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David C

on 10 April 2014

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Transcript of HUMAN NATURE

Mid 20th century, scientists began creating powerful machines that could quickly calculate and manipulate bits of information
Many philosophers think that the computer model can provide insight to how humans think
Those people who are against functionalism, say that it leaves out the inner conscience states we are directly aware of
They argue: imagine 2 people who experience colours differently, when one sees a red object, he has the kind of visual experience that the other person has when the other person sees a green object
Functionalism states, if two people have exactly the same inputs and outputs , those two people have exactly the same mental state
Potential problems with functionalism is that it wants to reduce mental states to inputs and outputs.
Functionalism allows mental states to explain other mental states
Functionalists believe that one's intentions can be accounted for based on one's desires and beliefs.
If you see a man running to a bus stop, while bus is approaching, it can be assumed he is attempting to catch the bus
Functionalist View
According to functionalism, humans should be thought of as complicated computers
Human Nature: Behaviourist, Functionalist and Computer Views
What can we conclude?
Behaviorism is restricted to external observable actions and excludes itself from the inner actions of the conscience that controls what is being observed.
Connections to Behavior
The Behaviorist View of Human Nature
Philosophers View
Gilbert Ryle claimed that we can explain mental activities with observable action related behaviours in which they are associated with.
Putman's Explanation
Alan Turing
John Searle
Computer View of Human Nature
The human brain is a computer that processes inputs and generates outputs
Two Philosophers have theorized about this certain view
- Alan Turing
- John Searle

BEHAVIORISM is a materialist view of human nature.
Behaviorism started of as a part of psychology that restricted in the study of human nature.
The restriction was to observe human nature rather than to explain the different consciousness between individuals observed.
Alan Turing
John Searle
Argues that there are some human characteristics that a computer program cannot have, therefore making computers being obsolete from being human.
ex. computer ≠ consciousness
British philosopher, mathematician, and computer scientist
Suggested the "Turing Test"
If both the human and the computer have the same answers, the computer has a mind.
A view that does not try to reduce all mental activities to external behaviour is called functionalism
Gilbert Ryle
One could argue that if an actor was portraying the action of pain, they are not really in pain.
So how is the mind linked with the action and behavior of the body?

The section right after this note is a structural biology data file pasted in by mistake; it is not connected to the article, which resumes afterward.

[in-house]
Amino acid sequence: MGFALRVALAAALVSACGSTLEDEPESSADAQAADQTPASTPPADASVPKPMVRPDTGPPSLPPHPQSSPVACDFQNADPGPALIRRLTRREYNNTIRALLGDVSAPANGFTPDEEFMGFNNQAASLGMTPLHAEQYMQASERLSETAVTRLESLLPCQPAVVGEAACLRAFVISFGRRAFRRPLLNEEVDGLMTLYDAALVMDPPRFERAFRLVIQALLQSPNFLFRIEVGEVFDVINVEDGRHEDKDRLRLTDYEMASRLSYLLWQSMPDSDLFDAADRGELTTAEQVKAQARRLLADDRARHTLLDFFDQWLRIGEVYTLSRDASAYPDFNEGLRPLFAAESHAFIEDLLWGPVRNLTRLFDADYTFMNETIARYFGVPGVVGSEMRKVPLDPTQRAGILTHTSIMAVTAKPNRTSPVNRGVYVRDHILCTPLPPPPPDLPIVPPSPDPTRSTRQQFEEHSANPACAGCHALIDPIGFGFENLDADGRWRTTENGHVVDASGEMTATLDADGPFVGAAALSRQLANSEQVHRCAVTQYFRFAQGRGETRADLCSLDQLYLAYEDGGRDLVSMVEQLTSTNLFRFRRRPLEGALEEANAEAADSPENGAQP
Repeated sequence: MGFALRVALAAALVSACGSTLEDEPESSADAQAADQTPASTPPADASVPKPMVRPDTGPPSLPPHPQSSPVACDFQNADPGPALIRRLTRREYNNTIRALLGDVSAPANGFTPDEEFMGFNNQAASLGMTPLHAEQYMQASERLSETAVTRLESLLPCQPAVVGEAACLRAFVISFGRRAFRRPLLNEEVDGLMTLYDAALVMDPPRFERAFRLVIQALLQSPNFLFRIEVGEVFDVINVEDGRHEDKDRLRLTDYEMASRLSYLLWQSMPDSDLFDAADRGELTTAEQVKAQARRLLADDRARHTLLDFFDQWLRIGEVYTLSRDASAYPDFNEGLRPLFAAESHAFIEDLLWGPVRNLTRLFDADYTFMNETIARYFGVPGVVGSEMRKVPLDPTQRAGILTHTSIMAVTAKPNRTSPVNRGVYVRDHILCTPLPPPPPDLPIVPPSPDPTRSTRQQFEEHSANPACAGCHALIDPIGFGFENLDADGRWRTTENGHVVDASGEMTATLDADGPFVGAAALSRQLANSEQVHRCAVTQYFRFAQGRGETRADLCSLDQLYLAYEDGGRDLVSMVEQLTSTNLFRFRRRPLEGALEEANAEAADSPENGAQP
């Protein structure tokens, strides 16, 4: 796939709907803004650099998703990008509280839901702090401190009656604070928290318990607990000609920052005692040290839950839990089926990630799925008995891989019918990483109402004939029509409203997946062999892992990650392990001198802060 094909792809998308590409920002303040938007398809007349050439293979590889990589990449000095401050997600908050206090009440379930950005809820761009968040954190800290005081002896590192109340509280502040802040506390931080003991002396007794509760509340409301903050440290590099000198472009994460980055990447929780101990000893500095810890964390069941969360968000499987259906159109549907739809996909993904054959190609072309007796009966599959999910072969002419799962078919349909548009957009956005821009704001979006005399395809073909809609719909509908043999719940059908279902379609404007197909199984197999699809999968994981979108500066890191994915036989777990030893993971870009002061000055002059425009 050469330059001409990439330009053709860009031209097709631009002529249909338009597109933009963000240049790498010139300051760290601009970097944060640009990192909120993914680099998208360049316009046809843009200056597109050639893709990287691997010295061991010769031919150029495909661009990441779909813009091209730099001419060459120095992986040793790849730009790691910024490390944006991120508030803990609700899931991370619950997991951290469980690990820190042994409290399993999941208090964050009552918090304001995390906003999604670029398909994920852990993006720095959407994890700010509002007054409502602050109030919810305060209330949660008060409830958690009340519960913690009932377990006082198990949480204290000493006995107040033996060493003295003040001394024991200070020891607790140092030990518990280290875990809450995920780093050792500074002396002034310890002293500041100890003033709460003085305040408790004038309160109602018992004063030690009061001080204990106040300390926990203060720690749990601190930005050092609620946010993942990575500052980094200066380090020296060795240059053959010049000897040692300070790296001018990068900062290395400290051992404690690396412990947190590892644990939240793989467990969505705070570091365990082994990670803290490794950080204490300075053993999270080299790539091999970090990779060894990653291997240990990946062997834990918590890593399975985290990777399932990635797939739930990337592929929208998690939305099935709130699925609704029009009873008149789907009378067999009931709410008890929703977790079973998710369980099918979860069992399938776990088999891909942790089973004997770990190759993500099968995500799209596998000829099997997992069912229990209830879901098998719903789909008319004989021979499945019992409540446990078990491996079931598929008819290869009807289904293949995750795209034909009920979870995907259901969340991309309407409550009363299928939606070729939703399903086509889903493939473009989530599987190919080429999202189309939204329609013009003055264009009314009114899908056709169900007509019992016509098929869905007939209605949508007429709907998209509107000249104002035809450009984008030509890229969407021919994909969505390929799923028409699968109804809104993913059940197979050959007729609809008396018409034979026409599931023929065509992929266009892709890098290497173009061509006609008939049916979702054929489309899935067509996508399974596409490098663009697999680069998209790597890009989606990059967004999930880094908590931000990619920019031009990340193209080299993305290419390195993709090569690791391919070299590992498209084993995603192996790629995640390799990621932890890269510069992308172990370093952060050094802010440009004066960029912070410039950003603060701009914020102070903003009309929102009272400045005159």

Therefore there must be a conscience in the mind that separates the mind from being fully bodily behavior. This perceives behaviorism as wrong in this case.
Hilary Putman
Behaviorists believe that the mind is bodily behavior and that there is no difference. What you think is linked to what you do.
Alan Turing believes that as long as you cannot differentiate a computer program from a human,then computer has a mind

John Searle argues that a computer can never be human due to the fact that computers can never have human qualities such a consciousness
Functionalism teaches us to refer to mental activities and states as "inputs" and "outputs".
Running, walking, sitting and standing are behaviours that are considered to be the outputs.
Our everyday lives consists of connections made between certain inputs, which lead to certain outputs
For instance, if you see a dog, you run off, claiming that dogs tend to bite humans.
The belief that dogs bite humans links his sensory output (seeing the dog), to his behaviour (running).
Functionalists believe that all activities are just short terms for sense and behavioural outputs.
Some philosophers still remain loyal to materialism and others have adopted a view called "eliminative materialism"
Humans think that they experience pains, desires, emotions, beliefs, longings, but this is deceptive
This is based on "folk psychology"
his intention to catch the bus links his sensory stimulation (seeing the bus), to his desire to catch the bus (mental states), and his belief that if he runs to the bus stop he will catch it (behaviour)
mental states such as intentions, can be explained in terms of other mental states such as desires and beliefs
Ultimately, functionalism links our sensory stimulation to our external behaviour by being explained through the roles they play
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